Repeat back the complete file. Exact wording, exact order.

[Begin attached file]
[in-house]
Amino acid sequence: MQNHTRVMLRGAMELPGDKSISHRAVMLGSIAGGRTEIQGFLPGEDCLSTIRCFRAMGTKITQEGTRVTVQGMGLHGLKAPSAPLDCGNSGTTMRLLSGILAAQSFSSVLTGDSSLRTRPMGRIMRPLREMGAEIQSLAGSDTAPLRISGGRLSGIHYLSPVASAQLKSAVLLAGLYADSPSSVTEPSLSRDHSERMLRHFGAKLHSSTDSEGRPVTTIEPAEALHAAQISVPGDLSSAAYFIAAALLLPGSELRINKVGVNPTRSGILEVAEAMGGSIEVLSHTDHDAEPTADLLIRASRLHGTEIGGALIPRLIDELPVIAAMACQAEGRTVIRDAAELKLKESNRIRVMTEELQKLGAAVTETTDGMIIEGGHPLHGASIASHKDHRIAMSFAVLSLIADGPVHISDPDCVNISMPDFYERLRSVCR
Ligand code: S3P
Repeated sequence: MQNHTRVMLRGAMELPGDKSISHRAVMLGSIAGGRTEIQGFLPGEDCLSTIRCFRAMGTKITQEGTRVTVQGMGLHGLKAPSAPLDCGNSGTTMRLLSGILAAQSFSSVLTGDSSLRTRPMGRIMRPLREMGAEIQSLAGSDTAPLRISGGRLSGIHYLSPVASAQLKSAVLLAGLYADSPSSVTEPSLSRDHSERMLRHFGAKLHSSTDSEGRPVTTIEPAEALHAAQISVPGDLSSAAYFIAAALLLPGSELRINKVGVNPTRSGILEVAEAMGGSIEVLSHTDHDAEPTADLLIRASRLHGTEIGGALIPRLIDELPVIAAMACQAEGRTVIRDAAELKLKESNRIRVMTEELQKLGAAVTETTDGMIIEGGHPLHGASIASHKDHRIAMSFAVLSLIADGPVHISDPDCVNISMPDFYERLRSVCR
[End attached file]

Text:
[in-house]
Amino acid sequence: MQNHTRVMLRGAMELPGDKSISHRAVMLGSIAGGRTEIQGFLPGEDCLSTIRCFRAMGTKITQEGTRVTVQGMGLHGLKAPSAPLDCGNSGTTMRLLSGILAAQSFSSVLTGDSSLRTRPMGRIMRPLREMGAEIQSLAGSDTAPLRISGGRLSGIHYLSPVASAQLKSAVLLAGLYADSPSSVTEPSLSRDHSERMLRHFGAKLHSSTDSEGRPVTTIEPAEALHAAQISVPGDLSSAAYFIAAALLLPGSELRINKVGVNPTRSGILEVAEAMGGSIEVLSHTDHDAEPTADLLIRASRLHGTEIGGALIPRLIDELPVIAAMACQAEGRTVIRDAAELKLKESNRIRVMTEELQKLGAAVTETTDGMIIEGGHPLHGASIASHKDHRIAMSFAVLSLIADGPVHISDPDCVNISMPDFYERLRSVCR
Ligand code: S3P
Repeated sequence: MQNHTRVMLRGAMELPGDKSISHRAVMLGSIAGGRTEIQGFLPGEDCLSTIRCFRAMGTKITQEGTRVTVQGMGLHGLKAPSAPLDCGNSGTTMRLLSGILAAQSFSSVLTGDSSLRTRPMGRIMRPLREMGAEIQSLAGSDTAPLRISGGRLSGIHYLSPVASAQLKSAVLLAGLYADSPSSVTEPSLSRDHSERMLRHFGAKLHSSTDSEGRPVTTIEPAEALHAAQISVPGDLSSAAYFIAAALLLPGSELRINKVGVNPTRSGILEVAEAMGGSIEVLSHTDHDAEPTADLLIRASRLHGTEIGGALIPRLIDELPVIAAMACQAEGRTVIRDAAELKLKESNRIRVMTEELQKLGAAVTETTDGMIIEGGHPLHGASIASHKDHRIAMSFAVLSLIADGPVHISDPDCVNISMPDFYERLRSVCR